The major issue hindering rapid degradation of the petroleum sludge in biological method is the poor availability of hydrocarbons to the microorganisms due to their complexity and water insoluble nature.
Hence, the greatest challenge for microbiologists and bioengineers in the area of petroleum sludge bioremediation is developing the technology that will ensure the interaction of microorganisms with the complex hydrocarbon overcoming the pollutant complexity and insolubility [13,14].
Biosurfactants play a pivotal role in the biodegradation of hydrophobic aromatic compounds contained in petroleum and heavy oil , but the extent to which various petroleum-degrading microorganisms produce these substances is still unknown [15]. Since long term exposure to petroleum hydrocarbons would be expected to select for the development of biosurfactant-producing bacteria via horizontal gene transfer and metabolic switching [16], chronically contaminated sites should contain bacteria that produce effective surfactants that can be used by many different petroleum-degrading species that are indigenous to petroleum-dominated habitats [15].
In our previous study of creosote contaminated soil bioremediation (Bezza and Chirwa, 2015, in press) microbial consortia was enriched from the wood treatment plant soil using Creosote as a source of carbon and energy. The soil sample was collected from the top surface layer (15 cm) at a wood impregnation plant in the outskirts of Pretoria (Gauteng, South Africa). The sampling site is contaminated by a variety of industrial waste products related to Creosote processing that have been released over the last twenty years. The soil contained about 21 percent by weight TOC and 1.5% of PAH (such as naphthalene, fluorene, phenanthrene, anthracene, fluoranthene, pyrene, benzo[a] anthracene, benzo[a]pyrene). The bioremediation technique proved efficient in the removal of PAHs in the contaminated soil through supplying oxygen and nutrients. An examination of the waste residue after 45 days of treatment revealed a 79% PAH removals in the nutrient amended bioslurry reactors. PAH percent removals varied from 52.0 percent for 5 and 6 ring PAHs to 82.0 percent for 2 and 3 ring PAHs in nutrient amended samples where the community dynamics was studied. The evaluated process was aerobic thus it supported an array of aerobic bacteria. The objective of this work was to assess the microbial community composition and abundance of Hydrocarbonoclastic and biosurfactant producing bacteria from the creosote contaminated soil using high-resolution 16S rRNA tag pyrosequencing technique as described by Albers et al. [17]. The abundance of different Hydrocarbonoclastic bacteria was assessed in the creosote contaminated soil samples before the inoculation and after the bioremediation of the soil samples.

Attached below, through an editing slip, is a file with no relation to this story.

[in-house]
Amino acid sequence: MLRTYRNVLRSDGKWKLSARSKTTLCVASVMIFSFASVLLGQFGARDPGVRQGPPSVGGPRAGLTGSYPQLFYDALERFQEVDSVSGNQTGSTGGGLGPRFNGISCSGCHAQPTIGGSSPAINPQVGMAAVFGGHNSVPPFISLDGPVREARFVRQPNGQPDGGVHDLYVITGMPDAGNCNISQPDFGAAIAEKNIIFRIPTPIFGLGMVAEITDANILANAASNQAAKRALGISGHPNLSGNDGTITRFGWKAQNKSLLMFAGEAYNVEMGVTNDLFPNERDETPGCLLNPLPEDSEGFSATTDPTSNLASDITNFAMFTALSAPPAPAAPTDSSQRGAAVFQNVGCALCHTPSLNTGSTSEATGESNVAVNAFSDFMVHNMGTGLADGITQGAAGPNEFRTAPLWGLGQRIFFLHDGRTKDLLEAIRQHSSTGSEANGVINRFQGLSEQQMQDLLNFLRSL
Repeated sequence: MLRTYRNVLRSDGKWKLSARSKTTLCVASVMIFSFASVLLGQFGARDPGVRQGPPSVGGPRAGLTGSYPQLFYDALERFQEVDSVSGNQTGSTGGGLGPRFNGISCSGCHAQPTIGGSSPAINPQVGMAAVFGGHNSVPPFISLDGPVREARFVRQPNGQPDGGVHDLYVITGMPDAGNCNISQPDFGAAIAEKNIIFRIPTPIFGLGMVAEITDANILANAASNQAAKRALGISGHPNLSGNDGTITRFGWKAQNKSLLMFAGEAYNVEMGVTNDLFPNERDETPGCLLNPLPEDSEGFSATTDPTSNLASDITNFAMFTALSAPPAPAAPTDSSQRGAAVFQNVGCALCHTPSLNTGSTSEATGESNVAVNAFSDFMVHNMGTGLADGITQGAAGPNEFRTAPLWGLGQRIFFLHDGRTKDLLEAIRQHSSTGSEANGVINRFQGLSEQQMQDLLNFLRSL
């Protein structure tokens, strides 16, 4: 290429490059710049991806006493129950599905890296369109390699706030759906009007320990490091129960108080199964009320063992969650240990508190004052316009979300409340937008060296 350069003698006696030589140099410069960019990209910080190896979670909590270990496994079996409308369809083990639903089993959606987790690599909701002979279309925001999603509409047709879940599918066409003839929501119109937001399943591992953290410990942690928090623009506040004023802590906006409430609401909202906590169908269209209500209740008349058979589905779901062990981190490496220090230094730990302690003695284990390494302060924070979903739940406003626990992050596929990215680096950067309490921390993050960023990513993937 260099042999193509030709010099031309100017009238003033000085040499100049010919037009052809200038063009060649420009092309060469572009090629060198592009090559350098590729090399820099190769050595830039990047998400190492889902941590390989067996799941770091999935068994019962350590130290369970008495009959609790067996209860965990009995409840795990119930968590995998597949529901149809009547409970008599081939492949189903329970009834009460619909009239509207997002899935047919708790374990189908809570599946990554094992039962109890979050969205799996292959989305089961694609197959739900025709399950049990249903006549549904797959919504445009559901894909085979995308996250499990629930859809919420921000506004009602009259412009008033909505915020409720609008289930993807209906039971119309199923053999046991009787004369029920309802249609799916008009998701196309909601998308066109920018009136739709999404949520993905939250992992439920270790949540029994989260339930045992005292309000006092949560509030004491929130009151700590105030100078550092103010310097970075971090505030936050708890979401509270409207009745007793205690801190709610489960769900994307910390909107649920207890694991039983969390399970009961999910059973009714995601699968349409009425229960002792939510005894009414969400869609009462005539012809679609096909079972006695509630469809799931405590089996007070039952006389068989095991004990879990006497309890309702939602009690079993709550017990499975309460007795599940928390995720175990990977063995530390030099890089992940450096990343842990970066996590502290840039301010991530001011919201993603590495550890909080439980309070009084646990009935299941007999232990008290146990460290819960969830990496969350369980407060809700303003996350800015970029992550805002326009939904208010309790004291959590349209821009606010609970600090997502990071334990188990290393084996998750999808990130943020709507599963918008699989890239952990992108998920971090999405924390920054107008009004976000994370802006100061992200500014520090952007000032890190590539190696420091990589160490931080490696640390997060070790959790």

Materials and Methods
Sample collection